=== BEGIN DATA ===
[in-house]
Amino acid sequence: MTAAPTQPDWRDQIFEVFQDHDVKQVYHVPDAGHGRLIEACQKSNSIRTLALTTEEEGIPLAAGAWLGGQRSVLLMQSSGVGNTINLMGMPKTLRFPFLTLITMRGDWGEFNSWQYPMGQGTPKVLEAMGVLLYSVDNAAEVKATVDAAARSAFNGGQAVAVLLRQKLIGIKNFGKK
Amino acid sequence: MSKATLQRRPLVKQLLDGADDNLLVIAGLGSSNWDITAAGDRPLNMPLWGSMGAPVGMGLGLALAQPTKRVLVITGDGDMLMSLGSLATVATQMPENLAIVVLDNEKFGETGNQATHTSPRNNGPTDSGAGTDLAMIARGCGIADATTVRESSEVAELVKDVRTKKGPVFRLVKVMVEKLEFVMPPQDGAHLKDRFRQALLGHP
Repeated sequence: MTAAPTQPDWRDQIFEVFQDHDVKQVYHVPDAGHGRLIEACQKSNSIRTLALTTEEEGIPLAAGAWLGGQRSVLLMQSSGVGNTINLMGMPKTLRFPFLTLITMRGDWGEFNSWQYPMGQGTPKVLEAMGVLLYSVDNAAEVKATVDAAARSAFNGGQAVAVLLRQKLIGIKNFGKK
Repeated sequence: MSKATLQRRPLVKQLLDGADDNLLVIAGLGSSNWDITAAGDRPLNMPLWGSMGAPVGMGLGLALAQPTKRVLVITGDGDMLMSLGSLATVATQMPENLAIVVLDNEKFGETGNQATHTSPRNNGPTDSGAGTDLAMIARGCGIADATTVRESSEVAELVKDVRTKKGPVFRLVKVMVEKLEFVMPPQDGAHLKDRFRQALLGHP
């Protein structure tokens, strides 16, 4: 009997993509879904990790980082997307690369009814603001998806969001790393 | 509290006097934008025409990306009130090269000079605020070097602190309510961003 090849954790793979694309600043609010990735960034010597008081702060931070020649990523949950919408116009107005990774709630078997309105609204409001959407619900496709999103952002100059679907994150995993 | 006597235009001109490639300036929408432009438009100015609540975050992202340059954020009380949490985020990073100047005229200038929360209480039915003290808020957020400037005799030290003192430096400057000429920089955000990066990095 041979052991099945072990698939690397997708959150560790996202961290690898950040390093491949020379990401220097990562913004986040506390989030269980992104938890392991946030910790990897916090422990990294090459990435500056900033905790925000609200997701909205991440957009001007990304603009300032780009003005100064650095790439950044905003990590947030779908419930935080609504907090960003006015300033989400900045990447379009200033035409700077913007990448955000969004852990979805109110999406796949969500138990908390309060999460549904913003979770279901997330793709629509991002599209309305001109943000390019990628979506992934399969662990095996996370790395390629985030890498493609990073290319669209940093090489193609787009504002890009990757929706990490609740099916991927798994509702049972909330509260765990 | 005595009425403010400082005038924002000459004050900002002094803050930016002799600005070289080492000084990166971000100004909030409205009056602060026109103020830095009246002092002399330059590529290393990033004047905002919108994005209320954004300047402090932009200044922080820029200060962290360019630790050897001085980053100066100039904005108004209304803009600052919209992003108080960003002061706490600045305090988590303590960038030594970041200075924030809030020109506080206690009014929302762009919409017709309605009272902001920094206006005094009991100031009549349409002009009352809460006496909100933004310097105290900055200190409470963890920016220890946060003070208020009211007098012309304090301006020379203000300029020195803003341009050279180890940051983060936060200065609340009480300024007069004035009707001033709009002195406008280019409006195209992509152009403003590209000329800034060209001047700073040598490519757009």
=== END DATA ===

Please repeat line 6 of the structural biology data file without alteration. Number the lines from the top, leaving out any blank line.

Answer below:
């Protein structure tokens, strides 16, 4: 009997993509879904990790980082997307690369009814603001998806969001790393 | 509290006097934008025409990306009130090269000079605020070097602190309510961003 090849954790793979694309600043609010990735960034010597008081702060931070020649990523949950919408116009107005990774709630078997309105609204409001959407619900496709999103952002100059679907994150995993 | 006597235009001109490639300036929408432009438009100015609540975050992202340059954020009380949490985020990073100047005229200038929360209480039915003290808020957020400037005799030290003192430096400057000429920089955000990066990095 041979052991099945072990698939690397997708959150560790996202961290690898950040390093491949020379990401220097990562913004986040506390989030269980992104938890392991946030910790990897916090422990990294090459990435500056900033905790925000609200997701909205991440957009001007990304603009300032780009003005100064650095790439950044905003990590947030779908419930935080609504907090960003006015300033989400900045990447379009200033035409700077913007990448955000969004852990979805109110999406796949969500138990908390309060999460549904913003979770279901997330793709629509991002599209309305001109943000390019990628979506992934399969662990095996996370790395390629985030890498493609990073290319669209940093090489193609787009504002890009990757929706990490609740099916991927798994509702049972909330509260765990 | 005595009425403010400082005038924002000459004050900002002094803050930016002799600005070289080492000084990166971000100004909030409205009056602060026109103020830095009246002092002399330059590529290393990033004047905002919108994005209320954004300047402090932009200044922080820029200060962290360019630790050897001085980053100066100039904005108004209304803009600052919209992003108080960003002061706490600045305090988590303590960038030594970041200075924030809030020109506080206690009014929302762009919409017709309605009272902001920094206006005094009991100031009549349409002009009352809460006496909100933004310097105290900055200190409470963890920016220890946060003070208020009211007098012309304090301006020379203000300029020195803003341009050279180890940051983060936060200065609340009480300024007069004035009707001033709009002195406008280019409006195209992509152009403003590209000329800034060209001047700073040598490519757009």